In recent months, game agencies in at least two states have banned the use of Unmanned Aerial Vehicles (UAVs), commonly known as drones, for hunting and game scouting.
In addition, two state legislatures have passed laws prohibiting the use of drones by anti hunters to disrupt or to harass those taking part in legal hunting and fishing activities.
In January, the Colorado Parks and Wildlife Commission voted to make Colorado the first state to prohibit civilian use of drones by hunters. The move was met with praise from Colorado sportsmen and national hunting groups for moving to protect traditional, fair-chase hunting by curbing UAV use.
Last month, the Alaska Board of Game approved a measure to prohibit hunting big game with the aid of remote-controlled, camera-equipped aircraft. For years, Alaska has prohibited same-day airborne hunting, meaning hunters cannot pursue big game animals on the same day they fly-in to a location. Prohibiting the use of drones was based on the same principle of fairness as the same-day airborne regulations.
Also this year, the country’s two primary big game record-keeping groups, the Boone and Crockett Club and Pope and Young Club, publicly announced they would not accept entries of game animals hunted with the aid of drones.
“(Boone and Crockett) defines fair chase as the ethical, sportsmanlike and lawful pursuit and taking of any free-ranging wild, native North American big game animal in a manner that does not give the hunter an improper advantage over such animals,” said Richard Hale, the chairman of the club’s big game records committee. “These drones, like all technology, have advanced rapidly. We need to be responsive to the way technology is changing things.”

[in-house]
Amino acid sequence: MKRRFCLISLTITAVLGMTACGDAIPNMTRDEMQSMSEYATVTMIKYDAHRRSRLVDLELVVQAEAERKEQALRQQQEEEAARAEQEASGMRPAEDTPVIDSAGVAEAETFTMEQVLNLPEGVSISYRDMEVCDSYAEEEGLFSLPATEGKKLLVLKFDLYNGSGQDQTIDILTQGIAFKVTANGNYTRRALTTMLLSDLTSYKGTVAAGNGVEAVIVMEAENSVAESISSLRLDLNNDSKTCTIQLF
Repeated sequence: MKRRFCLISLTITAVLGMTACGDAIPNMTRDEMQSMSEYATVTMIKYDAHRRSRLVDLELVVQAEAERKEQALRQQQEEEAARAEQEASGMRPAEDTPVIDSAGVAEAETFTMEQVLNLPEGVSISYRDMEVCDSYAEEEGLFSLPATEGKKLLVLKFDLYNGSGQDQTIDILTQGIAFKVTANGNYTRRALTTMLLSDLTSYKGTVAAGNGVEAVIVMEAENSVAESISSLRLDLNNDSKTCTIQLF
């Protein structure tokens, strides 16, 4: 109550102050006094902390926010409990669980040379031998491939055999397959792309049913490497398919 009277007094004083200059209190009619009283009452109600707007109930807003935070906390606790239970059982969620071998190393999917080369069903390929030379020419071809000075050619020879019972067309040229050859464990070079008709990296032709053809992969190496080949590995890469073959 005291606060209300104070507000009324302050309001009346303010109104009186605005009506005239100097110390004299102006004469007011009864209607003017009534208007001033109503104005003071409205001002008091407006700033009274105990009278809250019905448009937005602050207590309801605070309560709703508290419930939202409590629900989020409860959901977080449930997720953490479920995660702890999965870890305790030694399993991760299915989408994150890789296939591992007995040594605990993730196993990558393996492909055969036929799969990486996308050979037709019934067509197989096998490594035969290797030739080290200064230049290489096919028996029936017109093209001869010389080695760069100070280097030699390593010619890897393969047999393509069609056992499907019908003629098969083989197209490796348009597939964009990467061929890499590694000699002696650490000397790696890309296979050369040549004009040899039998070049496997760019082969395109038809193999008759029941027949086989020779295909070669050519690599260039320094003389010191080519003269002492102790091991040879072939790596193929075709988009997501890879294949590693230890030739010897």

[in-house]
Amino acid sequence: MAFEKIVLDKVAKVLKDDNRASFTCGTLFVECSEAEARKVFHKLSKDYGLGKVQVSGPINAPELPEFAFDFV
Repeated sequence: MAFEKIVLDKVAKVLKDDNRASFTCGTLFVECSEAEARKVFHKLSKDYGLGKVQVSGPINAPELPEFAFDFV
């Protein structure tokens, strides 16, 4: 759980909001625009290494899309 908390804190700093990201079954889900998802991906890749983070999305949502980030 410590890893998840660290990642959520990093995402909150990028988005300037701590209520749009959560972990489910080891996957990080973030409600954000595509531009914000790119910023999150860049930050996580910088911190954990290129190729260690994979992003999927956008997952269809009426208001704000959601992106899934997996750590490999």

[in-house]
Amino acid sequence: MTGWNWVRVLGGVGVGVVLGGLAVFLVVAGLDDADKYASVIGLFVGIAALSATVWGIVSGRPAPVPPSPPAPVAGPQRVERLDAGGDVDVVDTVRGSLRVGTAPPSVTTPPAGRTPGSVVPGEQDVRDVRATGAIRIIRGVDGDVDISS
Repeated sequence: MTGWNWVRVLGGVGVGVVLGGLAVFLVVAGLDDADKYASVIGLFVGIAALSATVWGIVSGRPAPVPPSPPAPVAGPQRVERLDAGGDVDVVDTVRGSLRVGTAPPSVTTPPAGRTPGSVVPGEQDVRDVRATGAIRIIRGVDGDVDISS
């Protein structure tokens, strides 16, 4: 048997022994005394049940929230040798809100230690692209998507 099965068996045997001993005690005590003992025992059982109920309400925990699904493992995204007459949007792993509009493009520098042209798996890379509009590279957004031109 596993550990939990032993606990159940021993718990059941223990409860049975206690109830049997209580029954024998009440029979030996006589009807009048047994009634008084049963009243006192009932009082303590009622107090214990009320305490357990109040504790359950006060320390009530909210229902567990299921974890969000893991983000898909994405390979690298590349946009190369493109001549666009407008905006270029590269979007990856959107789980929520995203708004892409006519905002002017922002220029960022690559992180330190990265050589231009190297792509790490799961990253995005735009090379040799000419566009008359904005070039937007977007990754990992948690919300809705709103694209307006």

Further, lawmakers in Illinois and Tennessee have passed legislation prohibiting the use of drones to interfere with private citizens who are lawfully hunting or fishing.
A Pennsylvania Senate Bill 1332, introduced April 7, would outlaw “us[ing] an unmanned aircraft in a manner that interferes with another person’s lawful taking of game or wildlife.”
What are your thoughts on the ethics of using this emerging aerial technology for hunting and scouting? Are there any legitimate uses for drones by hunters, like for locating and pursuing problematic animals like invasive wild hogs in some parts of the country?